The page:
While the semiconductor shortage still exists and the autonomous car slowly comes to the fore, TSMC will increase its production capacity of “mature” nodes to serve these markets. And along the way consolidate your dominance of the sector a little?
While ultra-fine 2nm engraving is essential for future smartphones, this type of technique doesn’t lend itself to chips poised for a tech revolution: the autonomous car. To meet the demands of this future market, where technical elements could account for more than 20% of the car price by 2030, TSMC will build factories to increase its production capacity by 50% in three years. No fewer than four sites are under construction, the most famous being the future Kumamoto factory built in collaboration with Sony (Fab 23 Phase 1). Site to which three new fabs will be added at existing sites: Fab 14 Phase 8 (Taïnan) and Fab 22 Phase 2 (Kaoshiung) in Taiwan, and Fab 16 Phase 1B in Nankin, China.
Why so many fabs? Because when we talk about our future connected/autonomous cars, we plan to integrate up to 1,500 chips! And why not use the existing factories? Aside from being in the midst of a shortage of chips (and cars in particular) and the connected car promising market expansion, we need to remember that a car is not a smartphone.
Temperature limitations—and differences in those temperatures—have nothing to do with it. These are also not critical: if your smartphone application crashes, restart it. An application in charge of correcting your car’s trajectory should never crash!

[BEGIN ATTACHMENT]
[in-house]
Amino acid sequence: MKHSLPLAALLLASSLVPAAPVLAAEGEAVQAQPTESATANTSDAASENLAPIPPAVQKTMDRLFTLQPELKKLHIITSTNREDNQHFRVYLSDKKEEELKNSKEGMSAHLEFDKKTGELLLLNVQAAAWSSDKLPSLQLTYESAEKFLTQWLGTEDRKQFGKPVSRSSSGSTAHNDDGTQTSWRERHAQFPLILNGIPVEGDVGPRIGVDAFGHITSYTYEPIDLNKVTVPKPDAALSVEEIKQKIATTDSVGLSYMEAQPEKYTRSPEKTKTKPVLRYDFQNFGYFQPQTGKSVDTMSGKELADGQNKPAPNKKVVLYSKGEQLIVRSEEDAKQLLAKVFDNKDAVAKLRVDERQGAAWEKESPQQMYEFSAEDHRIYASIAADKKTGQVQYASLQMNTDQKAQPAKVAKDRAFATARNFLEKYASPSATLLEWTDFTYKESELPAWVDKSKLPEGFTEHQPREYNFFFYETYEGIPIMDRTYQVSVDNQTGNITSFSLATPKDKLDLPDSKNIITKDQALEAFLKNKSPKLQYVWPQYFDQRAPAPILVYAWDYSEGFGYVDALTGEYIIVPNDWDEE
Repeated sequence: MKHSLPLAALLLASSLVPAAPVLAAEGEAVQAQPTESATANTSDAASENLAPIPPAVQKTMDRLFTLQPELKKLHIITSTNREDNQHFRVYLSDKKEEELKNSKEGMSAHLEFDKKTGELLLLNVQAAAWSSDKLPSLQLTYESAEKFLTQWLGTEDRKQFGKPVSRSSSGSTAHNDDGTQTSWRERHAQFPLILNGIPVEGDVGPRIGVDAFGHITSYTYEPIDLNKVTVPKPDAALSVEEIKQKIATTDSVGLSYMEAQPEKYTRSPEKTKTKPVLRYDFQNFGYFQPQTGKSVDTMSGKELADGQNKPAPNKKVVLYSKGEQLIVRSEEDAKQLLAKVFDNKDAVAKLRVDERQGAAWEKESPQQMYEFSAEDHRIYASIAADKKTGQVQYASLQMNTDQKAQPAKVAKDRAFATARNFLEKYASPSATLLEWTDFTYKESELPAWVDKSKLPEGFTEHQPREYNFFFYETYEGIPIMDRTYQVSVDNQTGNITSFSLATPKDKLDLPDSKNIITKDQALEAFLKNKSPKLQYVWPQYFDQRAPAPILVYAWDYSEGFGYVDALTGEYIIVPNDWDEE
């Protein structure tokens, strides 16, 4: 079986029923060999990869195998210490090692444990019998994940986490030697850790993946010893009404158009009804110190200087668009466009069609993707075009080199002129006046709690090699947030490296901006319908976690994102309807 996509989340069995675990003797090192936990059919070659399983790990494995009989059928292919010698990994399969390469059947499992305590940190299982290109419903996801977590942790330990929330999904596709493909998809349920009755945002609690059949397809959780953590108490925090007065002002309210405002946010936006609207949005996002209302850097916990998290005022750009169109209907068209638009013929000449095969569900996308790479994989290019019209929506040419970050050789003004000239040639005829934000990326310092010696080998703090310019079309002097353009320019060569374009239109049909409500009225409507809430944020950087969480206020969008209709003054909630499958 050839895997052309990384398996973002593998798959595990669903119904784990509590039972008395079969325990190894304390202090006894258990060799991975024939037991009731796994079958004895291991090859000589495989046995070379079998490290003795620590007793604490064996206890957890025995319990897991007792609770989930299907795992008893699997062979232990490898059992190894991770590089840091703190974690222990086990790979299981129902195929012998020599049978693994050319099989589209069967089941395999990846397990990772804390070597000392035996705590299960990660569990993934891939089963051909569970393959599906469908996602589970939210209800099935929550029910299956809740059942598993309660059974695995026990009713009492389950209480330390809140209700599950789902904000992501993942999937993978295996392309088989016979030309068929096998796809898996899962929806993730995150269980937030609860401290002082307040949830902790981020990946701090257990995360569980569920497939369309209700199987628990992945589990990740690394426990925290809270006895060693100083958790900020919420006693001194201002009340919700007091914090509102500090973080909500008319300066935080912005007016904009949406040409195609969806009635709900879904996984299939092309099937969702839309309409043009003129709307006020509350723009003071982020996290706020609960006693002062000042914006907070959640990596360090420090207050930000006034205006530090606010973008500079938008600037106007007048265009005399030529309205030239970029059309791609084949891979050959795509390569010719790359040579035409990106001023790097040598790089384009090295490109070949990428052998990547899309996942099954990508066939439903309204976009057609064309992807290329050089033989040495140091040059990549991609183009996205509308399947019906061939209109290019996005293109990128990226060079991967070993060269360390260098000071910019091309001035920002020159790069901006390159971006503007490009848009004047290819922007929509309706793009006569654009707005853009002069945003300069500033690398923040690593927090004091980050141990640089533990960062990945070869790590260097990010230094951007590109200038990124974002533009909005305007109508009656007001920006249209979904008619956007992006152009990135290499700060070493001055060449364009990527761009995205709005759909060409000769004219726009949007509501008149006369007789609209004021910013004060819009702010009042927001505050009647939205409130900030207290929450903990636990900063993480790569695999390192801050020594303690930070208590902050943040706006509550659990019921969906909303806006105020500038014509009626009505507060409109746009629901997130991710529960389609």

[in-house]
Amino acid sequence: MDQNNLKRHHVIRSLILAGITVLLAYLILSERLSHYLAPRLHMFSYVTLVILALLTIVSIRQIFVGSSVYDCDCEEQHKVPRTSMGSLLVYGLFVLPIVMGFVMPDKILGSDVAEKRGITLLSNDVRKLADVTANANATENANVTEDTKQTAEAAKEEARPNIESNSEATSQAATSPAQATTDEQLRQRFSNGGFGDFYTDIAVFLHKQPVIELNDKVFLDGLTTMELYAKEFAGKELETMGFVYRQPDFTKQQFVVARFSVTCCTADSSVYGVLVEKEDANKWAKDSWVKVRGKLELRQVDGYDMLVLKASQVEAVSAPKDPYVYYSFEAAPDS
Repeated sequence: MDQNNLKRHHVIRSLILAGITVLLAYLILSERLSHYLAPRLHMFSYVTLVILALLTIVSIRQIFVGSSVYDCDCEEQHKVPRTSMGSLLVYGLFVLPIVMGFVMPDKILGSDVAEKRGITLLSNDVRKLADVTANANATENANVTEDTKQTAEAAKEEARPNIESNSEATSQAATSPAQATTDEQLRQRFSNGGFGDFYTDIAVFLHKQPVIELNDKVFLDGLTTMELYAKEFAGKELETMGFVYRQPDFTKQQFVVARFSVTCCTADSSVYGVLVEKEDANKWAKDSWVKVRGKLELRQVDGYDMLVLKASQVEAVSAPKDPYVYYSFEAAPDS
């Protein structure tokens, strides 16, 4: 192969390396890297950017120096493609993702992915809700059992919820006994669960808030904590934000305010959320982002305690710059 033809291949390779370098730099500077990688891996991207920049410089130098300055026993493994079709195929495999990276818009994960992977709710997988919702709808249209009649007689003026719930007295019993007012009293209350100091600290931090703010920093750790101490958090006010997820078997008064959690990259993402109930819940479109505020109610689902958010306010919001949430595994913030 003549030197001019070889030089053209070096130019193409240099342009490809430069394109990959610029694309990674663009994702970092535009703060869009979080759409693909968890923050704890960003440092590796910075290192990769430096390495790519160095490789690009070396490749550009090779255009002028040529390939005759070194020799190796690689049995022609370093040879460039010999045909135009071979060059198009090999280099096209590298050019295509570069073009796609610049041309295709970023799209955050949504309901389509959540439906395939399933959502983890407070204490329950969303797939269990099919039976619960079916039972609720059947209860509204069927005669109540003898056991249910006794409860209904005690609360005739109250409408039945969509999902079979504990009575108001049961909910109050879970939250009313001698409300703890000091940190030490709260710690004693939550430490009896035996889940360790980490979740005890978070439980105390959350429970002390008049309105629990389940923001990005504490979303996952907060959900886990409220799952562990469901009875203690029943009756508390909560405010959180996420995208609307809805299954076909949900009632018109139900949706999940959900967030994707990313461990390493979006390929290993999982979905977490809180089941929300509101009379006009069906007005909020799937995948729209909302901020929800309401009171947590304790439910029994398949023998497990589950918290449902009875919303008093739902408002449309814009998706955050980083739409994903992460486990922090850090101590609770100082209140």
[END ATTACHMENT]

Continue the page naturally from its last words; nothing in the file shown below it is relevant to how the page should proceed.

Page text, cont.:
The manufacture of “safe” automotive chips also requires “safe” production processes. Understand here that they have been validated along, across and across, at -20°C in Helsinki as well as at full throttle in Villenave D’Ornon. However, it takes years to validate a process for manufacturing electronic chips. And so it came about that the ” node » Production of the vast majority of car chips, so they have nothing to do with IT: Depending on whether they are LEDs, camera modules, airbag control, LIDAR, etc. Demand starts at… 350 nm! Bulk processes oscillating between 65 nm and 28 nm. However, some chips, especially around telecommunications (5G), require more modern processes such as 6 nm (especially because the know-how comes from the SoC chips of smartphones, for which modems are primarily developed).
The expansions at the four Asian sites, thus adding 50% more production capacity, will enable TSMC not only to respond to the market, but also to establish its dominance in the world.
Total domination strategy?
While TSMC is the king of cutting-edge etching and has made a name for itself as a foundry of all-in-one chips for smartphones, the Taiwanese also want a bigger slice of the pie when it comes to other phone components. Many founders such as Global Foundries, Samsung or UMC compete with it on MEMS, image sensors, analogue chips etc. By increasing the production capacities of these nodes, TSMC can control an even larger part of the total chips of a terminal.
Better still, by supporting their customers both further node cut and node mature, TSMC becomes the privileged interlocutor to marry her (hybrid chips). But also to develop technologies and node as required: The IPs – i.e. the technological building blocks that are developed for target engraving finesse – are easier to migrate with the same partner than between several founders.